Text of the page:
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What jobs can you have as a linguist

Lacking a sense of direction

DerGegner
post 1.Apr.2010, 02:10 PM
Post #1
Joined: 1.Apr.2010

I'm going to graduate in about a year with a BA in linguistics from an American university and plan to start living in Sweden pretty much immediately afterwards. Now, as you might have guessed, I'm decent with languages and am pretty thoroughly literate in Swedish but the issue is that there isn't any clear-cut path to a career for me now. The most obvious thing I can think of is teaching English but I'd have to be TEFL certified, right? Are there sites where one can become TEFL-certified in Sweden or? What about document translation? "Facköversättning" might be nice

Or is there some dissatisfying but not quite humiliating jerb I could take up while going thru grad school? I think I could do anything but food service (again) or hard manual labor

Your help is appreciated because I pretty much need to hit the bricks running ... I know people in Sweden who can help me but I am in quite a hurry to get my poop together. Thanks again
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nic_tester
post 1.Apr.2010, 02:35 PM
Post #2
Joined: 17.Jan.2008

Why not write to the linguistic institution at stockholm university for example? They might have some advice?
Also, computer linguistics is very valuable but a bit specific so might be hard to connect competence with need.
Also, mebbe translation, i know of a company in göteborg that works with microsoft translation, or, well, used to, dont know if they are still around, just contact microsoft or a translationagency.

Landing a non-qualified job in sweden is rather hard thou. Its not like in the states. But others on TL know more about that than me.
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Puffin
post 1.Apr.2010, 03:34 PM
Post #3
Location: Dalarna
Joined: 5.Apr.2006

TEFL work is not always easy to find in Sweden - the Swedish school system has compulsory English lessons for 9-12 years - and for those who did not learn there is free adult education via komvux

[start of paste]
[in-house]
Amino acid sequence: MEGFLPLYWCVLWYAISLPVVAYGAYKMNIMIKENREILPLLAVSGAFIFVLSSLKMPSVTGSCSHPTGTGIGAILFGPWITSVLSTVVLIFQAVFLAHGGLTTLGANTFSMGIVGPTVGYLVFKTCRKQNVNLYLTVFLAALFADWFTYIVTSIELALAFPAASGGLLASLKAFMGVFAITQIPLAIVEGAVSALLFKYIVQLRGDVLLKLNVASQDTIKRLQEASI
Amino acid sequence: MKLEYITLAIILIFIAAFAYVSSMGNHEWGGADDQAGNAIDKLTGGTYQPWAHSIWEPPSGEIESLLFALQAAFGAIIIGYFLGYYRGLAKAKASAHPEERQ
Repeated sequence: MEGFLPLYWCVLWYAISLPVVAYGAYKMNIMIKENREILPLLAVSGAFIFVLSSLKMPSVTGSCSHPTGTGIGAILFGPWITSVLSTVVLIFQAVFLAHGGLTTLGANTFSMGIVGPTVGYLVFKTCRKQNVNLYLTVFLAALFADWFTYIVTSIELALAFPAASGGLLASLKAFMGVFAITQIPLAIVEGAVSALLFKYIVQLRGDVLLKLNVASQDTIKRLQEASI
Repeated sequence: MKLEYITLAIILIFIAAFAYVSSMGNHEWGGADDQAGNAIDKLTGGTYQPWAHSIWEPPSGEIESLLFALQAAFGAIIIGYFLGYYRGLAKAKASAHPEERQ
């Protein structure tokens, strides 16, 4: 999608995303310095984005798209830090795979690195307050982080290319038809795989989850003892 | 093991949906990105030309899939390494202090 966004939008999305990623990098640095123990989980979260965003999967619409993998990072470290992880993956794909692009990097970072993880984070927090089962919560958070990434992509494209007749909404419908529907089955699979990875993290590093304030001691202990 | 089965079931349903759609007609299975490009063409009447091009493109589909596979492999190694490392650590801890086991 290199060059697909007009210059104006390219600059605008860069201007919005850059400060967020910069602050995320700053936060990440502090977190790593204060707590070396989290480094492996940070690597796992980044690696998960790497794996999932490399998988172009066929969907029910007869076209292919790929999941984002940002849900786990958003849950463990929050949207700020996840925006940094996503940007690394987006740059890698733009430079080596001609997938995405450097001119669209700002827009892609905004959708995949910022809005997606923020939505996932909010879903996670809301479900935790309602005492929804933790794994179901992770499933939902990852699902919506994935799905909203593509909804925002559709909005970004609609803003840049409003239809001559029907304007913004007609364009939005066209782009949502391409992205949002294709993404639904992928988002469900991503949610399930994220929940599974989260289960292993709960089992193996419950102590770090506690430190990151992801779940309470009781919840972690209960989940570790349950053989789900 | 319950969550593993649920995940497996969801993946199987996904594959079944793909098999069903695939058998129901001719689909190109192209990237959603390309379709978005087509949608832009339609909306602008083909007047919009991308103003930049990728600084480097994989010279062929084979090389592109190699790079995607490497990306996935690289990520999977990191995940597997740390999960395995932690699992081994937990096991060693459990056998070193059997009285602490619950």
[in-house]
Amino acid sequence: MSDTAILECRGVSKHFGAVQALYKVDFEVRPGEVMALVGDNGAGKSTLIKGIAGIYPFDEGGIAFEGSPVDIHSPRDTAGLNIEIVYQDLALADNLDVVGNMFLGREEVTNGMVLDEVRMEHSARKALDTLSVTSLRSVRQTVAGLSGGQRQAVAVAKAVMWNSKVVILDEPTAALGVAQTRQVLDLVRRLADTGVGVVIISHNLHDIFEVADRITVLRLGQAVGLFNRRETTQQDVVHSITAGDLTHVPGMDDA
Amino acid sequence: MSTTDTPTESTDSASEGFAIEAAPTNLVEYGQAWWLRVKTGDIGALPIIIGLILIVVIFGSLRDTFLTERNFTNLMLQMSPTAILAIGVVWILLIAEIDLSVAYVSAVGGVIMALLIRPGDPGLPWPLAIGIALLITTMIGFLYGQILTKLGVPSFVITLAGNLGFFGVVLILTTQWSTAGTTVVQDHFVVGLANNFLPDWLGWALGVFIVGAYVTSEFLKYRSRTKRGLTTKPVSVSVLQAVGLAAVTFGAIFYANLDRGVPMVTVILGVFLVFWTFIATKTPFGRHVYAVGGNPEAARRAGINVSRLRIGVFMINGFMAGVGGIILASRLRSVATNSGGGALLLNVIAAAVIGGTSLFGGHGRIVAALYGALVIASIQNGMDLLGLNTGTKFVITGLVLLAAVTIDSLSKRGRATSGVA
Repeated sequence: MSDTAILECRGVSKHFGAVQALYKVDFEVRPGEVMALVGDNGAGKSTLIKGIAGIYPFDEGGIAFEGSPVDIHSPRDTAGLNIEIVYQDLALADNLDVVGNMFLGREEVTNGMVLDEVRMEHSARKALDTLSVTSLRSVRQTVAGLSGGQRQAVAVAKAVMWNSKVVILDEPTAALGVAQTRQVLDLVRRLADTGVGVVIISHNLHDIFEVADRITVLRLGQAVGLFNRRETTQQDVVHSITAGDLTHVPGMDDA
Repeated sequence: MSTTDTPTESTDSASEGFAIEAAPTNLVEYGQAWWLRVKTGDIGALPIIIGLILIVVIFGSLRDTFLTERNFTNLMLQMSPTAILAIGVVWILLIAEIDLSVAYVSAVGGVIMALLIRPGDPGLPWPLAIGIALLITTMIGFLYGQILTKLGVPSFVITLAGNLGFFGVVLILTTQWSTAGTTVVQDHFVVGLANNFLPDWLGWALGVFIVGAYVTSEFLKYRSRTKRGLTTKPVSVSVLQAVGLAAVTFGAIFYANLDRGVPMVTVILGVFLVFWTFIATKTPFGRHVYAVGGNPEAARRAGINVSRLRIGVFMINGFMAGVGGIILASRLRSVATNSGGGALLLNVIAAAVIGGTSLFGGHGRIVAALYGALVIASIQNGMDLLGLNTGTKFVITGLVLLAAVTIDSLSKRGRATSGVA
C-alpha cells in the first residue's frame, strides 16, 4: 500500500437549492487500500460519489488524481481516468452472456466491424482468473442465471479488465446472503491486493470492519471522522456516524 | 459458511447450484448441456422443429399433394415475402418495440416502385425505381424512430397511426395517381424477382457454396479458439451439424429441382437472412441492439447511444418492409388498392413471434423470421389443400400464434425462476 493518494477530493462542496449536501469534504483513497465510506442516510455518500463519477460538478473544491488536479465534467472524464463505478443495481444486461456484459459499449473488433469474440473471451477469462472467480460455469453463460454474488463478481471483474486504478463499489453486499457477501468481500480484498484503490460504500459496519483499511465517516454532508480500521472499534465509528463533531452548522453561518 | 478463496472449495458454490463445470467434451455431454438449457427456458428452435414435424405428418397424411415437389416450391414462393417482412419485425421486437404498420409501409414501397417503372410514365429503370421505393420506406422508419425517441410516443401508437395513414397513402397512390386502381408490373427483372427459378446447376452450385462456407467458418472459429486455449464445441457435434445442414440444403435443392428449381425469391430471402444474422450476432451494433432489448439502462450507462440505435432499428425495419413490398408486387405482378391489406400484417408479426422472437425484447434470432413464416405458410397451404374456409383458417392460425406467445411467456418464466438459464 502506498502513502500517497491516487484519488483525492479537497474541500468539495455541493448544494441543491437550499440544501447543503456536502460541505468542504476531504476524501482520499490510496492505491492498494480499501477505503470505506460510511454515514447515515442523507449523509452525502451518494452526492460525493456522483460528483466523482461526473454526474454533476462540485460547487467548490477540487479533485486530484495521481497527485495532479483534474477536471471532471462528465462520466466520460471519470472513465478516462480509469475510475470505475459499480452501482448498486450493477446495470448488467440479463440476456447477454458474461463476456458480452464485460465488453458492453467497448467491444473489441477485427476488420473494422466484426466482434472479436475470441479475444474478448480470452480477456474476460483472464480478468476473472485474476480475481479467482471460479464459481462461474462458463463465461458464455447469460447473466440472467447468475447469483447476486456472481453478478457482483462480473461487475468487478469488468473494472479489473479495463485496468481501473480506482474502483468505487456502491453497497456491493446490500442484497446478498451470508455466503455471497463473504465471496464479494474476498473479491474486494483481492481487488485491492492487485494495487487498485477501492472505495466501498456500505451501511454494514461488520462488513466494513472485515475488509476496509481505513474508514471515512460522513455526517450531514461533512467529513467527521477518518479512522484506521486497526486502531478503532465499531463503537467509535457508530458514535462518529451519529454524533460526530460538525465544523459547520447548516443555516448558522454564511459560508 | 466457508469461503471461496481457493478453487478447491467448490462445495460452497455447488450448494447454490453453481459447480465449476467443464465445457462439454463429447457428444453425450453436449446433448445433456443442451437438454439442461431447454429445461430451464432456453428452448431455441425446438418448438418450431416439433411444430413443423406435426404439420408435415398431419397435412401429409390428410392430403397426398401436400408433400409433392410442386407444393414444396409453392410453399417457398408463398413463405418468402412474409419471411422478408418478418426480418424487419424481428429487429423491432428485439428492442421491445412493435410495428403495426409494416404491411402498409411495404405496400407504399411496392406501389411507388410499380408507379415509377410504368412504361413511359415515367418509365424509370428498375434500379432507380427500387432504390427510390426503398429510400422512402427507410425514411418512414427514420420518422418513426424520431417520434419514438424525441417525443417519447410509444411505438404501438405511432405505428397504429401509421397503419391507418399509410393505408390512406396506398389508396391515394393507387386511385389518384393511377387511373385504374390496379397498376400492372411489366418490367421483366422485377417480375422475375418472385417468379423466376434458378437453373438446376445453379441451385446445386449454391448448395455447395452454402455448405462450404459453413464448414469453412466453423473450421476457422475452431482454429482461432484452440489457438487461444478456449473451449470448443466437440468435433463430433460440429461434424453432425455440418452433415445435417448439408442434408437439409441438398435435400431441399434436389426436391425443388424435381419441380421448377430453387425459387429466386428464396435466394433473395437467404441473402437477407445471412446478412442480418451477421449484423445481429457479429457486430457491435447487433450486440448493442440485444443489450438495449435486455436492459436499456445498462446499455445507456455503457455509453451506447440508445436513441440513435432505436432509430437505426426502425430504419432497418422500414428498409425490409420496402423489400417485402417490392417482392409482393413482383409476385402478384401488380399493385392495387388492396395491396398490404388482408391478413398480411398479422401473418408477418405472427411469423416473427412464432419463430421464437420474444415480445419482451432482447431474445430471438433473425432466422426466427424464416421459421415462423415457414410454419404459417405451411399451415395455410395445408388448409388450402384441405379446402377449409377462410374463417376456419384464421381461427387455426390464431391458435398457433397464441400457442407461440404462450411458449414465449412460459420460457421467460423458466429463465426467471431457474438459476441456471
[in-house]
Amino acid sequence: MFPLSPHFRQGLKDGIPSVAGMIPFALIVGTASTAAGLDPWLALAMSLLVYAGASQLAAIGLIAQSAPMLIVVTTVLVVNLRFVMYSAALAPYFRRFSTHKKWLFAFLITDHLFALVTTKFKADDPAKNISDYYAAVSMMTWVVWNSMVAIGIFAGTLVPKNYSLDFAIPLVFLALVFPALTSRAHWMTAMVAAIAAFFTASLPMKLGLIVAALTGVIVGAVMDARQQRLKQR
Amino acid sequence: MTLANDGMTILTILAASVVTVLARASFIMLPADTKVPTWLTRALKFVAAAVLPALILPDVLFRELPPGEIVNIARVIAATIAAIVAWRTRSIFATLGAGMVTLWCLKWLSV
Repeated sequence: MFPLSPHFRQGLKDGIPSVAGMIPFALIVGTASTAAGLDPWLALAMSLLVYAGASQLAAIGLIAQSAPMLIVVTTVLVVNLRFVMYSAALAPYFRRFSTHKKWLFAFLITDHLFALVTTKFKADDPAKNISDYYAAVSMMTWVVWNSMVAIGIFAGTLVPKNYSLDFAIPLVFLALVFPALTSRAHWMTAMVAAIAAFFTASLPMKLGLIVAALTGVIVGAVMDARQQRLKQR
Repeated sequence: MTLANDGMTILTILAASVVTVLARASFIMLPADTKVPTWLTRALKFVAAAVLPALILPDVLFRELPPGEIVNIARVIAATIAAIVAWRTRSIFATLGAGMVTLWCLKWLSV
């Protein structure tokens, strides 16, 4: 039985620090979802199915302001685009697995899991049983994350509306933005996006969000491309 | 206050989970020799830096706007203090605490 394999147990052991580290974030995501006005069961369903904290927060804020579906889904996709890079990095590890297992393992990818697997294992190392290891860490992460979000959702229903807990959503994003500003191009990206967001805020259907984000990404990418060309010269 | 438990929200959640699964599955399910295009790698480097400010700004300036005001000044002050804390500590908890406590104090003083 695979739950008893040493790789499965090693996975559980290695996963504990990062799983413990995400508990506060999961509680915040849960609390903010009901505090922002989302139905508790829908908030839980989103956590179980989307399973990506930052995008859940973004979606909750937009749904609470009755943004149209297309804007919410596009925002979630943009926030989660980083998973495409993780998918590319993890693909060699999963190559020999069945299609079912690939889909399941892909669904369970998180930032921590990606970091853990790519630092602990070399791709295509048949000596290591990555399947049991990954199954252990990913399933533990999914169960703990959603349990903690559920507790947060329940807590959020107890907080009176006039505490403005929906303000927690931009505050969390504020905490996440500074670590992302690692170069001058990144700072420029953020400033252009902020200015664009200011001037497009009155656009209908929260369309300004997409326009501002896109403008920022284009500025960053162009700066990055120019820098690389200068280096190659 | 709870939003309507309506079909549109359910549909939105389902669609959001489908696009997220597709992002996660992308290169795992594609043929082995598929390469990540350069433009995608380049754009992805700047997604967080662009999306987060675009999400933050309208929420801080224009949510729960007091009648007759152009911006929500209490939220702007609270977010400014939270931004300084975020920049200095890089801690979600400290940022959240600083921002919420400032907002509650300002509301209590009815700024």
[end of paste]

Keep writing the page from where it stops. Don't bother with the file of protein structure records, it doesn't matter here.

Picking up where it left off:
Many of the TEFL type jobs tend to be specialist business English classes - however most are lokking for people with some teaching experience and often they prefer people who speak at least basic Swedish

Översättare and tolk (interpreter) courses exist at several universities but most require fluency and at least a degree minor in Swedish


What is the basis of your residence permit that will enable you to live in Sweden - is it family ties?
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Salmon
post 1.Apr.2010, 09:08 PM
Post #4
Joined: 30.Sep.2008

Hi
The department of Linguistics in Stockholm university can advice you what is best to do regarding landing a career in Linguistics. You can also consider starting a master in linguistics and choose proper subjects. Try to look for some linguists associations or agencies so they know more about market reality.

What ever you plan to do in Sweden it is worth taking the Swedish language proficiency into consideration, in most places or positions you will be asked to fulfill a certain Swedish language proficiency, swedish will not be excluded in Any way.
Mind also that most of Swedes speak well English.

Good luck
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DerGegner
post 2.Apr.2010, 03:03 AM
Post #5
Joined: 1.Apr.2010

QUOTE (Salmon @ 1.Apr.2010, 09:08 PM) *
Hi. The department of Linguistics in Stockholm university can advice you what is best to do regarding landing a career in Linguistics.

Cool, thanks

QUOTE (Salmon @ 1.Apr.2010, 09:08 PM) *
What ever you plan to do in Sweden it is worth taking the Swedish language proficiency into consideration, in most places or positions you will be asked to fulfill a certain S ... (show full quote)

Well I have to learn how to speak it properly

I'm literate enough to have asked the same question here:

http://vof.se/forum/viewtopic.php?f=19&t=12097

(Jag är NeuraltNätverk i den där tråden - I'm NeuraltNätverk)

I've even read some of Dagdrömmar: en man utan humor with little difficulty so literacy isn't a huge challenge for me
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swozzie
post 2.Apr.2010, 04:50 AM
Post #6
Joined: 8.Oct.2009

You don't need a TEFL to tutor in English. Although most Swedes speak English it's not always with a lot of confidence once they get into an arena that is specialised such as business or the service and Health Industries etc. so there are many opportunities for that if you can get a foot in the door. .

Folkuniversitet also have need for native speakers now and then and don't always require TEFL especially if you have a degree in linguistics or applied linguistics. Rock up with your CV and you may just be at the right place at the right time. Language courses are very much a supply and demand thing and they can be running around for extra teachers at short notice.